You won’t need a car charger, headphones, protective cases, or extended warranties for the old standby in the art of gift-giving: The Book.
What’s it called?: Grumpy Cat, A Grumpy Book
Who’s it by?: Tardar Sauce herself, internet cat-lebrity and resident expert on cat-style irritability and ridiculous face-making.
Who’s it for?: Cat people, Dog people, People who love the internet but might have to get on a plane or go to a coffee shop that doesn’t offer free wifi, People who stock the downstairs bathrooms with things that might make guests laugh out loud while using the facilities.
What’s it do?: Meme enthusiasts may likely be confused at first when they find that there’s nothing to click, though they’ll come pretty close to making a successful GIF if they flutter the pages flipbook-style. Here’s the hard copy equivalent of all those cat picture google searches you’ve been doing instead of sending those emails or whatever it is assistants do. Features old favorite and brand new Grumpy Cat pictures as well as cameos by Dog, and Cactus. Includes Grumpy Cat’s tips for cultivating a bad mood anytime, anywhere, in addition to some crossword puzzles and connect-the-dots in case that bad mood crosses over into boredom. No matter how much you claim you only like books for their narrative merit or the insight into the human condition that well written prose provides, you’re still going to like Grumpy Cat’s Grumpy Book. That cat is hilarious.
What’s it called?: Pulp Fiction: The Complete Story of Quentin Tarantino’s Masterpiece
Who’s it by?: Jason Bailey, the film editor at Flavorwire and a film expert who has written for the Atlantic, Slate, Salon, the Village Voice, and many other publications. He saw Pulp Fiction six times during its initial theatrical release.
Who’s it for?: Film School freshmen home from first semester armed with his roommate’s Netflix password and a monologue prepared for the first cousin to offer an opinion on the merits of the new Hobbit movie; Freelance film critic-friends who run blogs you don’t have the time to keep up with; People with kitschy coffee table and guest bathroom libraries.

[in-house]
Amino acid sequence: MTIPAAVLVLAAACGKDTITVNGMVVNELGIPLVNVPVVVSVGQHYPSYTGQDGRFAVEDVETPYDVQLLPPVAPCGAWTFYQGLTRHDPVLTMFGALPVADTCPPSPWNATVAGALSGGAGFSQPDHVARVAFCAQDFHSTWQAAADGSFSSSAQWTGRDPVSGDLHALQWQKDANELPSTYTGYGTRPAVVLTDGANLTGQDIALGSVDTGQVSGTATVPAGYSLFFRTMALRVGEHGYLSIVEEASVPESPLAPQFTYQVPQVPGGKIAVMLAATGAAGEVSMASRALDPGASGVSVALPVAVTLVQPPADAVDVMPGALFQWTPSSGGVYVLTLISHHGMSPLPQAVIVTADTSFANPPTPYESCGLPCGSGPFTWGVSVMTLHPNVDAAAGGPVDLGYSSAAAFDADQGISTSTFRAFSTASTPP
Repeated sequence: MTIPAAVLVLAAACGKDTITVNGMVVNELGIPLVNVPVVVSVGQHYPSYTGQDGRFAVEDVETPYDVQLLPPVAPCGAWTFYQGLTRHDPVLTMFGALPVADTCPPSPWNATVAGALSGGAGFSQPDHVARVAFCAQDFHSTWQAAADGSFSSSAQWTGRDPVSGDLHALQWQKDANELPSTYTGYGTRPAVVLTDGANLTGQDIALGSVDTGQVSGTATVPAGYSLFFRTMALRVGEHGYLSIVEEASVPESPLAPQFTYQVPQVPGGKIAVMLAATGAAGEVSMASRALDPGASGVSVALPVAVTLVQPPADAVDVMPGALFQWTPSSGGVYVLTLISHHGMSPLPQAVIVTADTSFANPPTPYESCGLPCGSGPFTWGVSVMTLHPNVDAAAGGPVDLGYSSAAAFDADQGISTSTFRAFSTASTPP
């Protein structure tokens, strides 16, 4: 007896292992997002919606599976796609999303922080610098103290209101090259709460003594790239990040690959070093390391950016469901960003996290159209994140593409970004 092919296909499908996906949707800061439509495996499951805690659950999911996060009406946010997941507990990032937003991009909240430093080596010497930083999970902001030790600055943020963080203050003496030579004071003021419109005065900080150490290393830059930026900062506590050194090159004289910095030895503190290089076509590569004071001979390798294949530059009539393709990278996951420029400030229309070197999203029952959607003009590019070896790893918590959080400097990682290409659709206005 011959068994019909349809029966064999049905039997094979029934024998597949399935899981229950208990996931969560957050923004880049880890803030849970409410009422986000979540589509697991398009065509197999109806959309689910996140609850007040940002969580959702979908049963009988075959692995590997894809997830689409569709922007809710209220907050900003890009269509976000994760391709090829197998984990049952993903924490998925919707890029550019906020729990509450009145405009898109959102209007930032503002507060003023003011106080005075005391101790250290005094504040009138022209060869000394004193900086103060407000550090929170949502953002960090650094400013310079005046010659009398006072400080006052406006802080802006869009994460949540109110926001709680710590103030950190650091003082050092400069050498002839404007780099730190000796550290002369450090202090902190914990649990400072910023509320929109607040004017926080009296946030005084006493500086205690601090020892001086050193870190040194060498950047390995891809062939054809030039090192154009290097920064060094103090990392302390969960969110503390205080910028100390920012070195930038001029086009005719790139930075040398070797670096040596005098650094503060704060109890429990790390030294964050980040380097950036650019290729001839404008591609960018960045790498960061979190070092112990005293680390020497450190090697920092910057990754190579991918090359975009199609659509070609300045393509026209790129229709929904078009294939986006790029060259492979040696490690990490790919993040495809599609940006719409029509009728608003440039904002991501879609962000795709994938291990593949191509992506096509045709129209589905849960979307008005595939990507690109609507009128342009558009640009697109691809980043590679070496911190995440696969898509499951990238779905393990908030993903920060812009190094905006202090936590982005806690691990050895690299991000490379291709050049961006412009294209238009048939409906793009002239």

What’s it do?: It’s an encyclopedia of Tarantino’s masterpiece, complete with film stills, behind-the-scenes photos, maps, sidebars, and artwork inspired by the film. Bailey covers in full detail the foundational mythology behind Tarantino’s hallowed corner of cinematic history, delving into the director’s backstory, casting close-calls, and your basic film theory 101 in guest essay interludes about classical structure, pulp, the history of the f-word, amongst others. The book’s really well designed, offering up a seriously hefty serving of information in an easily digested format. Photos and historical text are interspersed with fun fact sidebars, graphic timelines, locations guides, and tons of graphs and charts that help the discerning cinephile map the Tarantino-verse from Pulp Fiction on out.
What’s it called?: The Super Book for Superheroes
Who’s it by?: Jason Ford, a British illustrator whose love of Tintin and Marvel comics is apparent in the aesthetic of this too-cool-to-be-called-a-coloring book. He’s got a respectable resume when it comes to illustration, with work commissioned by The New York Times, Penguin Books, and The Guardian – amongst others. So it’s safe to say you can trust his judgment in this how-to-guide for the aspiring comic book artist.
Who’s it for?: Kids of comic book nerds who will no doubt follow in their parents’ footsteps; Comic book nerds with kids who want to have cool footsteps to follow in; Kids about to get on planes.
What’s it do?: Starts by imbuing readers with a superpower of their own: imagination! (Genetically modified spiders not included, or necessary.) Then it features step-by-step instructions for how to draw your own superhero, his costumes, and some action shots, before opening up the floor (or, in this case the page) for interpretation. There’s plenty of space to sketch your superhero’s nemesis, his secret hideout, and his getaway car before you get to the pages of stickers, pop-out masks, and superhero figures ready to be colored in and assembled to save damsels from paper cuts and to be a force for good and recycling. A few pages towards the end feature classic comic book panels with basic captions that prompt readers to fill in the blanks with their own drawings. The only problem is that there should be more of them: more space to put to good use all the tips and tricks you’ll have picked up along the way. With its retro-kitschy design aesthetic and limited primary palette, it’s a cool gift for the discerning comic book art enthusiast of basically any age.